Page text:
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The inside of a movie theater in Hong Kong. Photo: Roy Liu/Bloomberg via Getty Images

Hong Kong's government on Friday announced it will censor films that it says are endangering national security.

Why it matters: "The new guidelines ... are the latest sign of how thoroughly Hong Kong, a semiautonomous Chinese territory, is being reshaped by a security law enacted last year to quash antigovernment protests," the New York Times writes.

Details: The new guidelines state that Hong Kong officials are responsible for safeguarding national security, meaning they have the authority to examine and classify films, and ultimately block their distribution.

  • Movies that are seen as "objectively and reasonably capable of being perceived as endorsing, supporting, promoting, glorifying, encouraging or inciting" activities that "amount to an [offense] endangering national security" will be considered unfit for release, according to the guidelines.

What they're saying: "Although fundamental rights ... should be respected, the exercise of such rights are subject to restrictions provided by law that are necessary for pursuing legitimate aims, such as respecting the rights or reputation of others, and the protection of national security or public order, or public health or morals," a spokesperson for the Hong Kong government said in a statement.

Go deeper: New Hong Kong law sets harsh penalties for broadly defined political crimes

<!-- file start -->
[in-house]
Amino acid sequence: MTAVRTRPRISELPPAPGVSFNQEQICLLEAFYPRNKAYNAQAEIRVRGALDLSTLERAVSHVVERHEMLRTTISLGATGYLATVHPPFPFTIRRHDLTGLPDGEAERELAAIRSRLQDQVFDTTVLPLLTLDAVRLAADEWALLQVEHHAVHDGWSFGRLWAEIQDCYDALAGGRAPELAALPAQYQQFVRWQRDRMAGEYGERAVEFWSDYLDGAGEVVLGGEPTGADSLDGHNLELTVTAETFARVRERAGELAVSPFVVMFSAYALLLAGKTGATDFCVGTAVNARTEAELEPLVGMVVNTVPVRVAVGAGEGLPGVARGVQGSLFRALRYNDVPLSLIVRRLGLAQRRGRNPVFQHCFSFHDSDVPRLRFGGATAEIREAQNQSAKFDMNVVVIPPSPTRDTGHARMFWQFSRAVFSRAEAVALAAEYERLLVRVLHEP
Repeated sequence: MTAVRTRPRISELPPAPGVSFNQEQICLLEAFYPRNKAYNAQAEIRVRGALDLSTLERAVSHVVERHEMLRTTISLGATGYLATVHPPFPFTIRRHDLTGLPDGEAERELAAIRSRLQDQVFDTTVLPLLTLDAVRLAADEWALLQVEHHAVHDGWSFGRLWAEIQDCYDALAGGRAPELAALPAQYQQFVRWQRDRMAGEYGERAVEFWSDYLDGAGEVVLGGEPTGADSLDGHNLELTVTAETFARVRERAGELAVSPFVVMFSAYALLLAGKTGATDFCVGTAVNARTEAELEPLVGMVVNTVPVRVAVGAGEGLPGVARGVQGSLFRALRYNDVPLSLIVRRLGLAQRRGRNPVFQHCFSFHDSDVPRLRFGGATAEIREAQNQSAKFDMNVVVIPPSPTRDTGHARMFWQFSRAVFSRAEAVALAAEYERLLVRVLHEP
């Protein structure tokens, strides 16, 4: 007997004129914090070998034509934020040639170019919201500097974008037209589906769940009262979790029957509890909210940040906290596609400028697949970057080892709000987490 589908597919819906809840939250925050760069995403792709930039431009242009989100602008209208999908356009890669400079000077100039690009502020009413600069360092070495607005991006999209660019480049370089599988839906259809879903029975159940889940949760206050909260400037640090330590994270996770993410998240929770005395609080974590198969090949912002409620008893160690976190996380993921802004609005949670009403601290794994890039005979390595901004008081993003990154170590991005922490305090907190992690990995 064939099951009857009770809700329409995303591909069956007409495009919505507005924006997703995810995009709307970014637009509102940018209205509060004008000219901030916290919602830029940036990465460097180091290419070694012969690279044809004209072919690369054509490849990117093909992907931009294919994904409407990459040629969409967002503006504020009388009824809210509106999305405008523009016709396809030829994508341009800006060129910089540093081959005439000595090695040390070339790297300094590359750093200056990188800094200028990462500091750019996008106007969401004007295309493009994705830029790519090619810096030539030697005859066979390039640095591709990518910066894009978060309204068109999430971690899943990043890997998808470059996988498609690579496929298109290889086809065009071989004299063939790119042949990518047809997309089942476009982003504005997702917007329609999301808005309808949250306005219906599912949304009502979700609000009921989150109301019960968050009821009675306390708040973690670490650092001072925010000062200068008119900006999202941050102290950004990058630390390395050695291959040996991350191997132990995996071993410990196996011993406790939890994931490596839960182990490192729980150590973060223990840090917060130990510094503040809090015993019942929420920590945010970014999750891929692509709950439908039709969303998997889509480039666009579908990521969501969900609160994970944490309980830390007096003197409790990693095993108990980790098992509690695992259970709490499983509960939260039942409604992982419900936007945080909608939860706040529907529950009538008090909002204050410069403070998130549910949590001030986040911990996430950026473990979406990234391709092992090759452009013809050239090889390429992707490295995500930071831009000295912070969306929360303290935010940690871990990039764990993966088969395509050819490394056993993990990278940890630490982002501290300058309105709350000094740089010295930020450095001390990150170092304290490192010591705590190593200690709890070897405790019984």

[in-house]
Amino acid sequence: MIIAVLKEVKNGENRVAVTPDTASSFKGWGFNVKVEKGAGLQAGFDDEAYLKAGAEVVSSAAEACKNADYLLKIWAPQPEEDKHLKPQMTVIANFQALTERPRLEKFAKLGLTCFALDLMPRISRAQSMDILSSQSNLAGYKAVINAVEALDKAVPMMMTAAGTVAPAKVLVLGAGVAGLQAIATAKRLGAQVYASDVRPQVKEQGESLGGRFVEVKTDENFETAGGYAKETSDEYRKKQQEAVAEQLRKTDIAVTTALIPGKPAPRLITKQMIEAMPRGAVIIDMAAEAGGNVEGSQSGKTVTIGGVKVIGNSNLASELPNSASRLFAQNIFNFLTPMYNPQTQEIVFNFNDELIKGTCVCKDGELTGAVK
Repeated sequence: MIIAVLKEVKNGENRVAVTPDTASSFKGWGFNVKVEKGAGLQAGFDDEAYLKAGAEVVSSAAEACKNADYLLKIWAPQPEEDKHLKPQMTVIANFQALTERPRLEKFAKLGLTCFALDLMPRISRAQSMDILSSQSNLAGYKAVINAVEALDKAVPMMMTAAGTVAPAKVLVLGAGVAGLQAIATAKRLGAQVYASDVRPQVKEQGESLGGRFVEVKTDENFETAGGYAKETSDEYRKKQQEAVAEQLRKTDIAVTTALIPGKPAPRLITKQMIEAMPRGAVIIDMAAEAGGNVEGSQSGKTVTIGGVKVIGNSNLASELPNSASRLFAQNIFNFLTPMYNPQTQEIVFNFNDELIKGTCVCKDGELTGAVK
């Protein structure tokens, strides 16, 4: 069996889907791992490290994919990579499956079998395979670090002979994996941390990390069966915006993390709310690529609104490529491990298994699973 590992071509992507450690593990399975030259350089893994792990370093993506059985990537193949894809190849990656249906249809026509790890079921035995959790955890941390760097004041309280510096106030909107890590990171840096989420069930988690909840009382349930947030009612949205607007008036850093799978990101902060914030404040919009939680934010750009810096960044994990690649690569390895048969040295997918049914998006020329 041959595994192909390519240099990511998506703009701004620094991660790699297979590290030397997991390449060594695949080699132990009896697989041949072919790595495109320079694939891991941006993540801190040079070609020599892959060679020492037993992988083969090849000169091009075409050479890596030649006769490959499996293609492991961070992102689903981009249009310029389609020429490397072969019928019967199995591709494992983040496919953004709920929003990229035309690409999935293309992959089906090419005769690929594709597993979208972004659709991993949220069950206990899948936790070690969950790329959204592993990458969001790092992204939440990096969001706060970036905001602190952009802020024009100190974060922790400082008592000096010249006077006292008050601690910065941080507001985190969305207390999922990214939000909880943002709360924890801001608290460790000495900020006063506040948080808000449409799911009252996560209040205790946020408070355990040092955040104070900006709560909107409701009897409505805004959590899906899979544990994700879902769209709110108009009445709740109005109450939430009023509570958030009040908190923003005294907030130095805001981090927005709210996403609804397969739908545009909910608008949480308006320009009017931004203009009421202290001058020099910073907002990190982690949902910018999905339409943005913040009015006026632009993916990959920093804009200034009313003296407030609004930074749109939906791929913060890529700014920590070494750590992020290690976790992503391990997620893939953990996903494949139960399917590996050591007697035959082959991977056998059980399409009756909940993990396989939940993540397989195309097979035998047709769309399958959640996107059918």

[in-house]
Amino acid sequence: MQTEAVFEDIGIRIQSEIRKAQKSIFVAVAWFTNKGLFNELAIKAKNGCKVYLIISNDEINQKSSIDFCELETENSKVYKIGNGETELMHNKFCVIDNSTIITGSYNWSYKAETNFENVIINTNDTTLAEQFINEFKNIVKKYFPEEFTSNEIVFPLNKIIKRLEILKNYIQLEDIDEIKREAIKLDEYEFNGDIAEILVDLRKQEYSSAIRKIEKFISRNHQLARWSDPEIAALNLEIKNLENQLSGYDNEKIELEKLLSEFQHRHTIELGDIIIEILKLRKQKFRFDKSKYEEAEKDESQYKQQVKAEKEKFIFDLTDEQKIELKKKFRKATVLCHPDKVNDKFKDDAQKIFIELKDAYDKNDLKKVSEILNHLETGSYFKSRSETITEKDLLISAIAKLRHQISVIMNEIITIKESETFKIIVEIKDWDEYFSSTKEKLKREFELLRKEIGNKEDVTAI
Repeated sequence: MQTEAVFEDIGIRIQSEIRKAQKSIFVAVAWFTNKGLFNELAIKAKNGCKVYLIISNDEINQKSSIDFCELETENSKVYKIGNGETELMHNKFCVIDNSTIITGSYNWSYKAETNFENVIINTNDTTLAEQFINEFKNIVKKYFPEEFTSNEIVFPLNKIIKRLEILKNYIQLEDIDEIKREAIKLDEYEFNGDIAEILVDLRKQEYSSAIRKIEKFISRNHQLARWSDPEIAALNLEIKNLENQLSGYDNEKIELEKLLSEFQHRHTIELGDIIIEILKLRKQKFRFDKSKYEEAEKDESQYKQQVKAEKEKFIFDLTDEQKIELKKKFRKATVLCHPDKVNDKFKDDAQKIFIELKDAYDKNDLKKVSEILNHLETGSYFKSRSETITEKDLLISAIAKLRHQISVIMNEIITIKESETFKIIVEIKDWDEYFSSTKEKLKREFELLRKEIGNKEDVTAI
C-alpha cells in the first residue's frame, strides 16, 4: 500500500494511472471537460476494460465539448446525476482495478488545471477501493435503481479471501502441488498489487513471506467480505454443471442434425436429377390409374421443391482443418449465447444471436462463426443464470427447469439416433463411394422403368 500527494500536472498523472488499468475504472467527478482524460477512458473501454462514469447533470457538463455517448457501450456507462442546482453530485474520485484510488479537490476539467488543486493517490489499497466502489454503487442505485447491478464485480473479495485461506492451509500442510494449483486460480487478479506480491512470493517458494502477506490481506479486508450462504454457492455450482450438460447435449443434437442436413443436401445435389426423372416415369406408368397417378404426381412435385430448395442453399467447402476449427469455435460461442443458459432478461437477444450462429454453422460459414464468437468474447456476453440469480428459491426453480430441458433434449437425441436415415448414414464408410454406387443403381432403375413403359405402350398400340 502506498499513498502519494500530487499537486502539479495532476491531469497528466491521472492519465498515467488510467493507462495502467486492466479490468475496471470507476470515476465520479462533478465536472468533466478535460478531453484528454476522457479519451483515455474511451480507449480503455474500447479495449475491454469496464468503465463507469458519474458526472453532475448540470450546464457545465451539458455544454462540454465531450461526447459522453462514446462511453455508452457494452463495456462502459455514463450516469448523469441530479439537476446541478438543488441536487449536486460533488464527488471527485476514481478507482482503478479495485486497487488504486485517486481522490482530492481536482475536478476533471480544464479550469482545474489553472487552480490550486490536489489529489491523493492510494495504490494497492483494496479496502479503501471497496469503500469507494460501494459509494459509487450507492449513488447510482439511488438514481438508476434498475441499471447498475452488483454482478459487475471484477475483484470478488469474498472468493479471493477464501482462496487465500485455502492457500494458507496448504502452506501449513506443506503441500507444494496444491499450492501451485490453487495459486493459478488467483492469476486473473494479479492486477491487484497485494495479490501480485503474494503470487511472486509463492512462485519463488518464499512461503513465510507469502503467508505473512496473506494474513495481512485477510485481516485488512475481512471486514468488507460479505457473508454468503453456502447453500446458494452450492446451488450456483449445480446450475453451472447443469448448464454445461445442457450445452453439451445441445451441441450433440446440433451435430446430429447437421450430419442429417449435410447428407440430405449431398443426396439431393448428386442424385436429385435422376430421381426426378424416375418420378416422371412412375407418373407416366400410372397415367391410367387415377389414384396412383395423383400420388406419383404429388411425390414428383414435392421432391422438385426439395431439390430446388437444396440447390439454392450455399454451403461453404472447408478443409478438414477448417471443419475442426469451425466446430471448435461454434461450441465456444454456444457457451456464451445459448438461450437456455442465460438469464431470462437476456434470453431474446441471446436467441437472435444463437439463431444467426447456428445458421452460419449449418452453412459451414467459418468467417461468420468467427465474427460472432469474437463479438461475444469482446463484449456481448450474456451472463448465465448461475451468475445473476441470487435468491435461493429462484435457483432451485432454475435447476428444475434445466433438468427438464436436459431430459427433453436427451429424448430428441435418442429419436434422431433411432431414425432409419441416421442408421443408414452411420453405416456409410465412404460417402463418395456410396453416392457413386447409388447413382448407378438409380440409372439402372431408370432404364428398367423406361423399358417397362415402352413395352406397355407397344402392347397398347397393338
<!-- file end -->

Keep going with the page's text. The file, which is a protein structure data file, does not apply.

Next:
Go deeper

U.S. shifts tactics to confront China's tech strength

Illustration: Sarah Grillo/Axios

Besting China is one of the very few goals that Democrats and Republicans in Washington can agree on — as a new White House executive order and Senate passage of a new $200 billion bill, both targeting China's tech industry, show.

Yes, but: Where the Trump administration took an impulsive and haphazard approach to banning Chinese companies and products, President Biden is approaching the China rivalry in a more systematic and process-oriented way.

House passes $768 billion defense spending bill

Photo: Andrew Harrer/Bloomberg via Getty Images

The House approved a $768 billion National Defense Authorization Act (NDAA) for the 2022 fiscal year in a bipartisan 316-113 vote on Thursday.

Why it matters: The annual bill, which authorizes Pentagon spending levels and guides policy for the department, would require women to register for the military draft, among other provisions.

5 hours ago - Politics & Policy

Republicans’ secret lobbying

Illustration: Shoshana Gordon/Axios

The five Senate Republicans who helped negotiate and draft the $1.2 trillion bipartisan infrastructure bill have been privately courting their Republican colleagues to pass the measure in the House.

Why it matters: House GOP leaders are actively urging their members to oppose the bill. The senators are working to undercut that effort as Monday shapes up as a do-or-die moment for the bipartisan bill.